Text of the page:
A new stealthy Linux malware known as Shikitega that infects computers and IoT devices via a series of payloads. The malware makes use of privilege elevation, adds persistence on the host via crontab, and finally launches a crypto-miner on infected devices. Shikitega is quite stealthy, managing to evade antivirus detection by using a polymorphic encoder that makes static detection based on digital signatures impossible. 

Although the initial infection method is unknown at this time, the AT&T researchers who discovered Shikitega say the malware uses a multi-step infection chain in which each layer uploads just a few hundred bytes, triggering a simple module, and proceeding to Next.

The infection starts with a 370-byte ELF file, which is the one that contains the encrypted shellcode. The encoding is done using XOR polymorphic encoder additive feedbackShikata Ga Nai’, previously analyzed by Mandiant.

“Using the encoder, the malware runs through several decryption loops, where each loop decrypts the next layer until the final shellcode payload is decrypted and executed,” the report continues.

“The encoder output is generated based on dynamic instruction substitution and dynamic block ordering. Also, records are dynamically selected.”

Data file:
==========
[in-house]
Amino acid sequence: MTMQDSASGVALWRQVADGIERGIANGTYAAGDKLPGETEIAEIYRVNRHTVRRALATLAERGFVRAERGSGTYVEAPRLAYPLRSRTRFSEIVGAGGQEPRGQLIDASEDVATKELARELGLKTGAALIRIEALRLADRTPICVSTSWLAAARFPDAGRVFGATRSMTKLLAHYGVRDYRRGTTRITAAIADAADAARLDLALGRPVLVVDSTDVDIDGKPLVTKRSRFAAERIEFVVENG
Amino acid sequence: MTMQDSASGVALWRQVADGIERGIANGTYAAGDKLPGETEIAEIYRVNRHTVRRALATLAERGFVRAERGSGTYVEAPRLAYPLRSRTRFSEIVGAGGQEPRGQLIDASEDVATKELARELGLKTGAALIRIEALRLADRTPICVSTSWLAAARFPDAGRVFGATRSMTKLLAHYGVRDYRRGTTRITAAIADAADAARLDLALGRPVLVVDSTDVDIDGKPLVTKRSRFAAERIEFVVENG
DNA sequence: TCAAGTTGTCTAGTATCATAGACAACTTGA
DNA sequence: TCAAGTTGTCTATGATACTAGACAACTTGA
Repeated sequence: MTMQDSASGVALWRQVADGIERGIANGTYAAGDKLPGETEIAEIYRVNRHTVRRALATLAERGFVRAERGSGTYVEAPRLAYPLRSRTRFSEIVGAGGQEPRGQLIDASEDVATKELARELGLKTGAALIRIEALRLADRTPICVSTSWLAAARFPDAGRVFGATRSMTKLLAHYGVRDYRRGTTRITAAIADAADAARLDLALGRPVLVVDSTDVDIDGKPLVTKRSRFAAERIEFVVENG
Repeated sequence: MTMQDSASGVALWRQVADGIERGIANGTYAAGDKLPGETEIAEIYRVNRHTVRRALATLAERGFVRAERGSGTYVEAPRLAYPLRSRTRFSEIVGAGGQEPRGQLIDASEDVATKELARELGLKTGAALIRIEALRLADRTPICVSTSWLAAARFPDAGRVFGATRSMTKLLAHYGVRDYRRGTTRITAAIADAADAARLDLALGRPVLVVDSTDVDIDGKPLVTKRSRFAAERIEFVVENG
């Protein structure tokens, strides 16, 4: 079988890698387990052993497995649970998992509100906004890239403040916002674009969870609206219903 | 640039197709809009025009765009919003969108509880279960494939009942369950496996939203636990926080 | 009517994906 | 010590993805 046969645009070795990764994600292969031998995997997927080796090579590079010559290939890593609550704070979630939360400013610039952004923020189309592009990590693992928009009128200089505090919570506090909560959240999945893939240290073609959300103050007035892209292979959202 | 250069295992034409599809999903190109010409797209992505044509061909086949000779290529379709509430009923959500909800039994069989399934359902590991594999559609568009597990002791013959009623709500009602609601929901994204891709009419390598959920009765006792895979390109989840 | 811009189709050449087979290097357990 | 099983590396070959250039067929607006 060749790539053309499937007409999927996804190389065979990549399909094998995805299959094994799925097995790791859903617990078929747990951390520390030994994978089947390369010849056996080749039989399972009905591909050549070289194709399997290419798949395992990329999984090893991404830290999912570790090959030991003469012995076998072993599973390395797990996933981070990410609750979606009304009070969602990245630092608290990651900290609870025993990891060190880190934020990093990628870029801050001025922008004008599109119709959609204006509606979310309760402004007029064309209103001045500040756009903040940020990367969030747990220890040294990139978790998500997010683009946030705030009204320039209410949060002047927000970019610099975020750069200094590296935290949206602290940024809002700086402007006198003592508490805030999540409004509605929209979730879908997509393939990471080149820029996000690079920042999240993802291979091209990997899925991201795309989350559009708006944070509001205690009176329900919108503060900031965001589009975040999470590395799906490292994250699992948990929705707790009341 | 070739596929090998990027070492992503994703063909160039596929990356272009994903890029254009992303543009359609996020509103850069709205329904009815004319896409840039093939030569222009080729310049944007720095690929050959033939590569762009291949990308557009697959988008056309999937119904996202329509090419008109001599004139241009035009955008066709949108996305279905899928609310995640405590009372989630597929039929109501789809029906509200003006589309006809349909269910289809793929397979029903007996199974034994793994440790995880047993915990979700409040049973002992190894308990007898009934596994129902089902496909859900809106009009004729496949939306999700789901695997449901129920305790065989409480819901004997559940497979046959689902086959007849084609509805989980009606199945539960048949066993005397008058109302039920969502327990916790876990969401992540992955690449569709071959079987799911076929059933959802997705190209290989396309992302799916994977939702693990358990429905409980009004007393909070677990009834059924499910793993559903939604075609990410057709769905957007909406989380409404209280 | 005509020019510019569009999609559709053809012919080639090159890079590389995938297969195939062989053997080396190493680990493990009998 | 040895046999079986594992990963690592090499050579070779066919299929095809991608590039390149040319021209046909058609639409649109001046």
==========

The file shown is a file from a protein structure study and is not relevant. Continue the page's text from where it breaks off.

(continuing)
Once decrypted, the shellcode is executed by contacting the Command and Control (C2) from which it downloads more shellcodes that will be executed directly in memory.

One of these commands downloads and executes ‘Mettle Metasploit payload that allows remote control and command execution by the attacker.

Mettle collects an even smaller ELF file that makes use of the CVE-2021-4034 (PwnKit) and CVE-2021-3493 vulnerabilities to perform privilege and download the last stage of the payload, a crypto miner, and run it as the root user.

PwnKit exploit for privilege escalation 

For Pprsistence the crypto-miner is achieved by downloading five scripts that add four cronjobs, two for the root user and two for the user from which the infection is initially performed.

Using crontab is a very efficient form of persistence, so all downloaded files are subsequently removed to avoid detection of malware.

The crypto-miner used is XMRig version 6.17.0, which focuses on mining Monero, a cryptocurrency geared towards anonymity and untraceability.

To further reduce the probability of malware being detected, the Shikitega team uses legitimate cloud servers to host their Command and Control (C2) infrastructure.

This choice incurs a higher outlay and puts operators at risk of being tracked down and identified by law enforcement but offers more discretion for compromised devices.

The AT&T team reports an increase in the amount of Linux-targeted malware this year, advising sysadmins to ensure they keep security updates up to date, use EDR on all endpoints, and perform regular backups .